Congregation and Community

Ammerman, Nancy Tatom and Arthur E. Farnsley. Congregation and Community. New Brunswick, New Jersey: Rutgers University Press, 1997.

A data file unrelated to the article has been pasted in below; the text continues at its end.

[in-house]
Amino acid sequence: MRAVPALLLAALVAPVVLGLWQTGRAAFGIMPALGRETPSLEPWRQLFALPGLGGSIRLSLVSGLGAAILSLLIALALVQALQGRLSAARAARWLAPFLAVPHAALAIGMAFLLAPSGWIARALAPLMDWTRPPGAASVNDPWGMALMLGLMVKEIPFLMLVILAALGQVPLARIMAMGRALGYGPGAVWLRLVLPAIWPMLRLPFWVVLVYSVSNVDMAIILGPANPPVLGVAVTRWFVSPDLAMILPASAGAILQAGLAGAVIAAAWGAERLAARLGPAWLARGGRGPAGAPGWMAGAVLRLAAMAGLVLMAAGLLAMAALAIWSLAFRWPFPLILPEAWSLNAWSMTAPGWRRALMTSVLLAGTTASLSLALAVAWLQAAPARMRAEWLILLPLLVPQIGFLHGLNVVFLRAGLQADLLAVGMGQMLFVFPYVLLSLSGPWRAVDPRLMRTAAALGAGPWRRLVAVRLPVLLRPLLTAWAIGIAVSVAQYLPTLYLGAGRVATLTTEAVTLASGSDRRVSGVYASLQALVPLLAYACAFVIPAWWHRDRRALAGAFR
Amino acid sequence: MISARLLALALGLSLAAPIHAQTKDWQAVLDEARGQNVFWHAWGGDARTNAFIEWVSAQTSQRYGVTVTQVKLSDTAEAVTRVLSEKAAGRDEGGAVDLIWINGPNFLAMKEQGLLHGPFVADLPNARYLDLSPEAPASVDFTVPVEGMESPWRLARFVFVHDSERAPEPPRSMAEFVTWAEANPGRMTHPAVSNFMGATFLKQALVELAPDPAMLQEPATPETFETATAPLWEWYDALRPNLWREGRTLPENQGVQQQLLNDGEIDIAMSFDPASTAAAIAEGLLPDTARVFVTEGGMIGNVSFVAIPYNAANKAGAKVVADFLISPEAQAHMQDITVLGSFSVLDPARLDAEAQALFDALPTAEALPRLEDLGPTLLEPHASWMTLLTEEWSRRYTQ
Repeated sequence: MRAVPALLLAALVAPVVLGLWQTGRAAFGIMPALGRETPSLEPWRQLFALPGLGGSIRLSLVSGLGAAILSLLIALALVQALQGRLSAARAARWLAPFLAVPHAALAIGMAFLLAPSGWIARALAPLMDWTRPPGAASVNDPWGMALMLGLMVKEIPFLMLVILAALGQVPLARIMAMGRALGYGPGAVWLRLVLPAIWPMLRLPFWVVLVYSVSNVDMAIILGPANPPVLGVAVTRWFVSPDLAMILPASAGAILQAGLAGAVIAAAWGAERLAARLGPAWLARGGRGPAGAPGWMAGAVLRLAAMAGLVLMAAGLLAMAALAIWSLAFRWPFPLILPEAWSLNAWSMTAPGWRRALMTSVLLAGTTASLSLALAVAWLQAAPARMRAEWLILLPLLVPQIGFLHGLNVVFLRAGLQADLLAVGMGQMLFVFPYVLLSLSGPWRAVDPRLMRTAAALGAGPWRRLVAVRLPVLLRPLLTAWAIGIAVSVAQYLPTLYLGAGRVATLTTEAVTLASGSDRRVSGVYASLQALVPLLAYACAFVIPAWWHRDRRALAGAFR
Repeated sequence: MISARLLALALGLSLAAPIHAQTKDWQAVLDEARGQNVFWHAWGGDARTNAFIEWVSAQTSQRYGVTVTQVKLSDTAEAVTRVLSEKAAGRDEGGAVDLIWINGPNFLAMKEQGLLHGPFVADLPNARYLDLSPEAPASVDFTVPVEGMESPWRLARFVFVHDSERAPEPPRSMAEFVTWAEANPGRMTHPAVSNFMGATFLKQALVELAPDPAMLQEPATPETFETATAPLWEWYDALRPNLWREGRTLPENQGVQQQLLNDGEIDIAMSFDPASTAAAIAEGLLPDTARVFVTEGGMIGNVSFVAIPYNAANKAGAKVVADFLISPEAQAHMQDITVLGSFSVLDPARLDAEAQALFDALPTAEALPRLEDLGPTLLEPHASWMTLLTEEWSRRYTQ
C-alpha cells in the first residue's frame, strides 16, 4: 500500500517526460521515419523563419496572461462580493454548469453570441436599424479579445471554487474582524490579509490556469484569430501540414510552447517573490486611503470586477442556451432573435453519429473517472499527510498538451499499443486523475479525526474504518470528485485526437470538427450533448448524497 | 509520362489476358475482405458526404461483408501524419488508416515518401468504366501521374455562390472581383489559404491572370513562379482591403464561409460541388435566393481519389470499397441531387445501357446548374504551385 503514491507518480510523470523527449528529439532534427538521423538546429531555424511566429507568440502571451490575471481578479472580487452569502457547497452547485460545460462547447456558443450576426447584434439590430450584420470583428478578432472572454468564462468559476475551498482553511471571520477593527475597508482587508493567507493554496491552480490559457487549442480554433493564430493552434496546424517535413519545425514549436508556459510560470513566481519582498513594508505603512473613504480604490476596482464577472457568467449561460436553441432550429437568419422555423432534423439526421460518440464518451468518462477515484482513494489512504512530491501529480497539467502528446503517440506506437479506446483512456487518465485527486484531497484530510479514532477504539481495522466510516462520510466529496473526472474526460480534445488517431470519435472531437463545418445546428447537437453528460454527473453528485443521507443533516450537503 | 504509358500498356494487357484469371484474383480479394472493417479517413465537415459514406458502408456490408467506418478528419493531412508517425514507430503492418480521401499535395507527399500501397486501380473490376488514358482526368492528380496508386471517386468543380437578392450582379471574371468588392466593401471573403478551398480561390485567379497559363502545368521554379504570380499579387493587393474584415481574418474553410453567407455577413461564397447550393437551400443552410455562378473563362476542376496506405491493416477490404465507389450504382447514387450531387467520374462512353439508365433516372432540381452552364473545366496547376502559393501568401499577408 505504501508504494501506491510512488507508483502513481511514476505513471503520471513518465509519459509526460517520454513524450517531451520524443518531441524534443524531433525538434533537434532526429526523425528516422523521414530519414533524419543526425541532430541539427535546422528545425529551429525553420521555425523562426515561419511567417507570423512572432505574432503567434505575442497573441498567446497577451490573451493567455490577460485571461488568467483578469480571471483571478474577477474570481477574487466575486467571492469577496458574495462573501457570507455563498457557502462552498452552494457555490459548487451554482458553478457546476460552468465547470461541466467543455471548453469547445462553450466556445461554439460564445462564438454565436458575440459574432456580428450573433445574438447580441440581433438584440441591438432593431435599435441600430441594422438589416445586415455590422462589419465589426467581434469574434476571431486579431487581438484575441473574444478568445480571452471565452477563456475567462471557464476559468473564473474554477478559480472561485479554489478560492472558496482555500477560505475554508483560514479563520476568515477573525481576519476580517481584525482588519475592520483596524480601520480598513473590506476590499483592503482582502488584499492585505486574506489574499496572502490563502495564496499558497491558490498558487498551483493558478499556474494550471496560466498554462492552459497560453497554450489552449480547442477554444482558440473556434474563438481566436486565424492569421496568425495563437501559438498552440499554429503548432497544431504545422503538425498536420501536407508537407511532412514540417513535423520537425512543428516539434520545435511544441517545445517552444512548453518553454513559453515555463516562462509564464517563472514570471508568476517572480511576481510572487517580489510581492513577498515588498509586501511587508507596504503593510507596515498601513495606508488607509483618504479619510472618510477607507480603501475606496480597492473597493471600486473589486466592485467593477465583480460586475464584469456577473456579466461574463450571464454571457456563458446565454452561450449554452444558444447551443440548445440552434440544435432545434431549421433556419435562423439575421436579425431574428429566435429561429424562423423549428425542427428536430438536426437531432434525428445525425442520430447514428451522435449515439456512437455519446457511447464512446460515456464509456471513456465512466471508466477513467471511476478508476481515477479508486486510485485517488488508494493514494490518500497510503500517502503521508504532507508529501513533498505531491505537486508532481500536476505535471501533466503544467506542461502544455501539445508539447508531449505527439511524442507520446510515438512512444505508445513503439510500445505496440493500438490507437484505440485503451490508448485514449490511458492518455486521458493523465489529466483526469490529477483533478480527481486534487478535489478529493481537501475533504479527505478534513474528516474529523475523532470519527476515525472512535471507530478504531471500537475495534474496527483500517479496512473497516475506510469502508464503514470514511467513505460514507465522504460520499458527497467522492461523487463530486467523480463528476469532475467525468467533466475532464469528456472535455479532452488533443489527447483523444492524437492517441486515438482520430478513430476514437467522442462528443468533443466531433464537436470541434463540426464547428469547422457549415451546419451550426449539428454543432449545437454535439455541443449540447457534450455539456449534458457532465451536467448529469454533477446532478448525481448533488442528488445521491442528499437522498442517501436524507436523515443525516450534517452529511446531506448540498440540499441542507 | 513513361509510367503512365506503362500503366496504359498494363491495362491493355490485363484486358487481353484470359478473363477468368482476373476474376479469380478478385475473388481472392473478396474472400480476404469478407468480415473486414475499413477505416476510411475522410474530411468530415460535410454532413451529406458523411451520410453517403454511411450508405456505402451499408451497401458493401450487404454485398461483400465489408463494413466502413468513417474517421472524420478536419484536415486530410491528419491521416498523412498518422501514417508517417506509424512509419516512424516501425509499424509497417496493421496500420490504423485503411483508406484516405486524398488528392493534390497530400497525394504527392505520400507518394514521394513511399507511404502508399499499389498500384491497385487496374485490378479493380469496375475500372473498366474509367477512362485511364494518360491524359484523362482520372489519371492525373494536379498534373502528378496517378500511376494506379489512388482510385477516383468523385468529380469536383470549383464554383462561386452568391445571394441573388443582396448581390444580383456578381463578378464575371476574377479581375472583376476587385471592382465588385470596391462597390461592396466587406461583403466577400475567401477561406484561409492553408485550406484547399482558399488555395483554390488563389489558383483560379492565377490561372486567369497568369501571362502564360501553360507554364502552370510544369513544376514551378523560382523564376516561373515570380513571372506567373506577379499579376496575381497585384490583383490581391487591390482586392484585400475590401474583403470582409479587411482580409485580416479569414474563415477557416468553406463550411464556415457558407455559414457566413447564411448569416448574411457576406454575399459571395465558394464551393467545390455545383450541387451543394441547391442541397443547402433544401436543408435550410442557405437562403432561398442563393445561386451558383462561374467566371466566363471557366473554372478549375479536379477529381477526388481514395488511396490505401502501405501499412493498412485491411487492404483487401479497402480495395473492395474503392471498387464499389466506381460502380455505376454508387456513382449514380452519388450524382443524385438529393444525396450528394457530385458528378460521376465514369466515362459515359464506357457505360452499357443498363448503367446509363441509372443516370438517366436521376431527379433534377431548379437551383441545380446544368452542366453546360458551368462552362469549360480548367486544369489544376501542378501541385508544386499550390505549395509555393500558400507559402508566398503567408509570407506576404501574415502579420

Author Nancy Ammerman develops Congregation and Community to address the multiple ways 23 Protestant congregations and Roman Catholic parishes in nine communities across the United States respond to significant cultural, economic and social/structural change within their surrounding community contexts. Chapter 1, “Congregation and Community: Introductions,” surveys the communities where the focus congregations are located, describes the local religious ecologies of the communities, and outlines the three broad dimensions used to analyze the congregations in the study: resources, structures of authority and the congregation’s culture. <p> Chapters 2 through 7 tell the stories of the twenty-three congregations, the changes they are facing and the strategies used to adjust to change. Chapter 2, “Persistence in the Face of Change,” looks at five congregations holding on to traditional patterns and practices in the face of cultural and social/structural change. Chapter 3, “Relocating: New Places, New Identities,” describes five other congregations responding to change by physical relocation or by highlighting an existing congregational identity. <p> Chapters 4, 5 and 6 underscore how nine congregations are intentionally adapting themselves to the changes their communities present. Chapter titles reveal their specific foci: “Adaptation: Integrating Gay and Straight” (Chapter 4); “Adaptation: Integrating across Cultures” (Chapter 5); and “Adaptation: Creating New Internal Structures” (Chapter 6). Chapter 7, “Innovation: Birth and Rebirth,” examines four congregations either born or reborn as a result of the changes their communities have experienced. <p> The book’s final two chapters offer general explanations for congregational change and concluding remarks about the nature of congregational life. Two appendices containing the study’s “focus questions” (Appendix A) and “congregational survey” (Appendix B), along with a selected bibliography, round out the book’s contents.